Wednesday, January 1, 2014

History and the Hall of Fame backlog

In the days since I returned from my visit to Cooperstown, I've poked around a bit in the Bill James history of the Hall of Fame, first published in 1994 as "The Politics of Glory" and later republished as "Whatever Happened to the Hall of Fame?"

I really wish, in retrospect, that I had thought to re-read the book before the trip.

As we await the announcement this week of the results of this year's BBWAA election -- an election in which the writers are confronted with a massive backlog of highly qualified candidates, and an election in which it's entirely possible that only one player will be selected -- one of James' points seems particularly relevant.

When the voters face a backlog, it splinters the voting sufficiently that they have difficulty electing anybody. And when that happens, the Hall's powers-that-be respond by opening a backdoor that ultimately results in a watering down of the quality of the inductees.

This happened at the beginning of the Hall, when the electorate was confronted with some 65 years of players to pick from. When the process snarled, the "Permanent Committee" responded by unilaterally installing 21 people in two years (1945-46). Many were legitimate selections (Ed Walsh, Eddie Plank, Ed Delahanty -- and that's just the ones with my first name), some were debatable (the en masse induction of Tinker-to-Evers-to-Chance), some were just plain bad picks (Tommy McCarthy, Jack Chesbro).

This at least cleared the decks and made it easier for the writers to focus on the remainders -- at least until somebody had the lousy idea in the mid '50s to cut the voting back to every other year. And bam, the writers failed to elect anybody between 1956 (Hank Greenberg and Joe Cronin) and 1962 (Bob Feller and Jackie Robinson). The result of that drought: a revamping of the Veterans Committee that generated a wave of selections, many of them mediocre picks apparently chosen in large part for being old teammates and cronies of the members of the committee.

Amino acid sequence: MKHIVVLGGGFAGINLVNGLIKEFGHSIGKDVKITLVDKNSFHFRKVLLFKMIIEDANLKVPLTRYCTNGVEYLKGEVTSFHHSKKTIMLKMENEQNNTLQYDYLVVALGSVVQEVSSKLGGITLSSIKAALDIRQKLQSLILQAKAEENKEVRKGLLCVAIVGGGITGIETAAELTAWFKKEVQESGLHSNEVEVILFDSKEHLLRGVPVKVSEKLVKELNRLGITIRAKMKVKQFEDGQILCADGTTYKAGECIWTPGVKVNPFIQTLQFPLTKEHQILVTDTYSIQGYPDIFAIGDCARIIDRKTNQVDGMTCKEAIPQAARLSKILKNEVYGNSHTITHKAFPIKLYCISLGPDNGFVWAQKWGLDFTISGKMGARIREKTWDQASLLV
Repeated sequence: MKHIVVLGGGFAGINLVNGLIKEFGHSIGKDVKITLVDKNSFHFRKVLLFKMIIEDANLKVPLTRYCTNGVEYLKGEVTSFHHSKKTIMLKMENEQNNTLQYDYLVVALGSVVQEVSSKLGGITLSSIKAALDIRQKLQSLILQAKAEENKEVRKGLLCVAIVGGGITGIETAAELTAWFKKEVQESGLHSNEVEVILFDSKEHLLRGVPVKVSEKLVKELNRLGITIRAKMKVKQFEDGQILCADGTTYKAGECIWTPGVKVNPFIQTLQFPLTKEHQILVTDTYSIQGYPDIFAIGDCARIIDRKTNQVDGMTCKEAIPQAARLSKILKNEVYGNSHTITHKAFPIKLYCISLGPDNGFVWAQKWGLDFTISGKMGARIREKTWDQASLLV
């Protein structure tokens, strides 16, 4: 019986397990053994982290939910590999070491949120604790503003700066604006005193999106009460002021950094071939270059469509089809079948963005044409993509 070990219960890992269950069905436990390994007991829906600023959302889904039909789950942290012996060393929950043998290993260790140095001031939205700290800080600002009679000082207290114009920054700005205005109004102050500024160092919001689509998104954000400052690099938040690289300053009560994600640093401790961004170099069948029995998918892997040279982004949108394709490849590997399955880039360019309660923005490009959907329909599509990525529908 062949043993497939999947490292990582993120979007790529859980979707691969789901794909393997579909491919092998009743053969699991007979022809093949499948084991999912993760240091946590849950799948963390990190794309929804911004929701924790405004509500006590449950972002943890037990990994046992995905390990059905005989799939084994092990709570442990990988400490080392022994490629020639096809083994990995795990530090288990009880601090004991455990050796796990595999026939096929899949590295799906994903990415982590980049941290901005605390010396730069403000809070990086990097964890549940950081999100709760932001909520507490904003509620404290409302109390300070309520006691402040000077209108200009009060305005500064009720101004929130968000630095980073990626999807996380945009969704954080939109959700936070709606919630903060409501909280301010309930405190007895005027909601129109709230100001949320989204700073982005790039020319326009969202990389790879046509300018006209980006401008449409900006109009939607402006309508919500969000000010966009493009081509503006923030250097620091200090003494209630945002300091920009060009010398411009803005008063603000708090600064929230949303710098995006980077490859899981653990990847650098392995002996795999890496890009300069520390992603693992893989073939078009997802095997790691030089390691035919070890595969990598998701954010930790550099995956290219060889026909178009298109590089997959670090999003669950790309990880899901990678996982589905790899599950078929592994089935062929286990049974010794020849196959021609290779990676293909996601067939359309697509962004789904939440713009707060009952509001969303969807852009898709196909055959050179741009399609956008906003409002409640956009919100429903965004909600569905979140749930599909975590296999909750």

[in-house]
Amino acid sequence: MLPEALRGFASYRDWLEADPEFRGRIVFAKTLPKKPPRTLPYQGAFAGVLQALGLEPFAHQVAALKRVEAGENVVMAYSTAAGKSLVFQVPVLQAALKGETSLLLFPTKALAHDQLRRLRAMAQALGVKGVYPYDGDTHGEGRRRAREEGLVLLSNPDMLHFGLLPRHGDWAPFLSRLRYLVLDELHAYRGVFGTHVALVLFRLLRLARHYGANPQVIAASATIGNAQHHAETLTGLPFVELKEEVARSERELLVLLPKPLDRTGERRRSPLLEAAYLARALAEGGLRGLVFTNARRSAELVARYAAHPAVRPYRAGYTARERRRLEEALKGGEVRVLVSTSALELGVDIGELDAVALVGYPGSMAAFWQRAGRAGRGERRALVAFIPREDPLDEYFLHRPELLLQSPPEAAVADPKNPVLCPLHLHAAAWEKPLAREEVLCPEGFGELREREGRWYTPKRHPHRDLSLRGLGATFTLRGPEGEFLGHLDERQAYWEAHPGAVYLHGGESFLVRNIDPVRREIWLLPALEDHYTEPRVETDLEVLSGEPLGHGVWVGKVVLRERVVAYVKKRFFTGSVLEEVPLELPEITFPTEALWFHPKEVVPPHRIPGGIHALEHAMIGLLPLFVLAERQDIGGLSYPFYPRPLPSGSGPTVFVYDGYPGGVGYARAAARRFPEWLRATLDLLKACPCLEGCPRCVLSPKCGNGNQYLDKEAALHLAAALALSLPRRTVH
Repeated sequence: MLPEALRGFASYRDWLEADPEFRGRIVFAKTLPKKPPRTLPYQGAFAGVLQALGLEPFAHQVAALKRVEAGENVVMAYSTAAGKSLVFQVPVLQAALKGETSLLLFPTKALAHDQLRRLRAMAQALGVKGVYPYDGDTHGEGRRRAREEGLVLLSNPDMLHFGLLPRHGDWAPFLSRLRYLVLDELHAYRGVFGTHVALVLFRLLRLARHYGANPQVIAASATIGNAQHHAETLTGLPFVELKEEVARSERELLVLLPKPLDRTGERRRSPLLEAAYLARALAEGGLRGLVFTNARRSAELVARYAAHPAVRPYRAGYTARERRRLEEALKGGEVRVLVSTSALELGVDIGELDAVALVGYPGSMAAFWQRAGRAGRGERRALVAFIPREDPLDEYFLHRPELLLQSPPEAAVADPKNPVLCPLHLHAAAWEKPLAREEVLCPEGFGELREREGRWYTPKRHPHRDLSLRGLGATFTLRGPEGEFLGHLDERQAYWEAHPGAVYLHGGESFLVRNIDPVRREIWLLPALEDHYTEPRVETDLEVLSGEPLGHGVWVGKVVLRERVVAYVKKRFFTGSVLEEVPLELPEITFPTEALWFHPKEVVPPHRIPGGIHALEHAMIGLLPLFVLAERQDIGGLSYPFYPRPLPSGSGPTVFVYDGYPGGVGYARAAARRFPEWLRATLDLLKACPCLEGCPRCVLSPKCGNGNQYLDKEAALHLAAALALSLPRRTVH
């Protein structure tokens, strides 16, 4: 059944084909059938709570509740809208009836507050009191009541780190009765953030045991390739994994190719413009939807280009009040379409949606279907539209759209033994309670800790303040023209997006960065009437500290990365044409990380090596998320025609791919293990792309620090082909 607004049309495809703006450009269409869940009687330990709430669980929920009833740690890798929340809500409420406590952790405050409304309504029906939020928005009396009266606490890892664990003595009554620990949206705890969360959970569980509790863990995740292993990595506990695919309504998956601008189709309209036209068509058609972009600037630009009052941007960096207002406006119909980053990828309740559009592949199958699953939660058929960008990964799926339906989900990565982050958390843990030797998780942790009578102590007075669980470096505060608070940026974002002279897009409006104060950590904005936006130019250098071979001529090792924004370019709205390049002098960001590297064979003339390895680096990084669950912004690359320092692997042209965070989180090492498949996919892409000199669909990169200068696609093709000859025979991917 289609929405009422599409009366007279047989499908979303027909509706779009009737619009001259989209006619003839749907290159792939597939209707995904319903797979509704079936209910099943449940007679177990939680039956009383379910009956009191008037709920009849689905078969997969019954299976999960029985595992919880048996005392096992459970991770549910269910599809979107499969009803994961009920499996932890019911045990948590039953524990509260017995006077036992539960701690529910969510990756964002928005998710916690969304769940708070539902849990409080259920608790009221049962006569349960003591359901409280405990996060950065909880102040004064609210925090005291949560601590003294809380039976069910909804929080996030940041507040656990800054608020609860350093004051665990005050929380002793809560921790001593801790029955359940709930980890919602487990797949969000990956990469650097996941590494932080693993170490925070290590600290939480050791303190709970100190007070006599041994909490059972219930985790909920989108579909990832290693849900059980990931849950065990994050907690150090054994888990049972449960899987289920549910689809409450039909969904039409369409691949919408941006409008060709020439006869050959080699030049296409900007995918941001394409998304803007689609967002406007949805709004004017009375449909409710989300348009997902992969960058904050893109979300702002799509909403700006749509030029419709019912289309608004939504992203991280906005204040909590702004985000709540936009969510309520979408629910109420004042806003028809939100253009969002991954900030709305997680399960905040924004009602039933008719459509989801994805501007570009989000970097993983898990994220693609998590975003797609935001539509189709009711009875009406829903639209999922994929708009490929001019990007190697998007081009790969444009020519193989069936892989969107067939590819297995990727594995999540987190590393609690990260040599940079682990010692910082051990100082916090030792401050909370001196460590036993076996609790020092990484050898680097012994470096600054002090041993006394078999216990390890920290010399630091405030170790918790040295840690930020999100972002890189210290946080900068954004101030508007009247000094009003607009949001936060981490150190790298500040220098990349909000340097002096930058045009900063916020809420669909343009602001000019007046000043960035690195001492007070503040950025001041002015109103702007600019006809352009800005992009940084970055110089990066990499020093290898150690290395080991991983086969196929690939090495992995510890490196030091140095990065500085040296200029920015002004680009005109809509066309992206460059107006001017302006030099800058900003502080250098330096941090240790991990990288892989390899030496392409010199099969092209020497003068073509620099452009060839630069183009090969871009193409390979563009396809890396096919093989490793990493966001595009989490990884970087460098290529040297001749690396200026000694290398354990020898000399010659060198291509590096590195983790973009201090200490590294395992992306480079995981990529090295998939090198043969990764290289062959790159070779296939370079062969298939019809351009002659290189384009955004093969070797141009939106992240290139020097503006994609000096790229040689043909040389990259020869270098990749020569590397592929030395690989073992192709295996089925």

The writers failed last year to elect anybody. Bill Deane, who has a very good record at predicting the Hall votes, predicted earlier in December that only Greg Maddux will get in this year -- that fellow 300-game winner Tom Glavine will be left out, that 3,000-hit man Craig Biggio will be left out, that Frank Thomas and Jeff Bagwell will be left out ...

There are at least 18 players on this year's ballot who are, by the statistical record and the existing standards of the Hall, worthy of votes. The backlog is only going to grow.

And if the writers don't figure out a way to whittle it down, the Hall will inevitably do it for them.


  1. Very worthy candidates not being granted HOF status is just as bogus as too many being honored. Maybe first year election is rare but among a pool of 30 teams, someone must be good enoughl every year.

  2. History doesn't always repeat itself, and early returns suggest that the voting pattern this year will NOT reflect past ones by a long shot. The calculus of psychology is trumping all the math/stat/history underlying Bill Deane's predictions. Don't feel bad, Bill; the stock market can't be predicted either.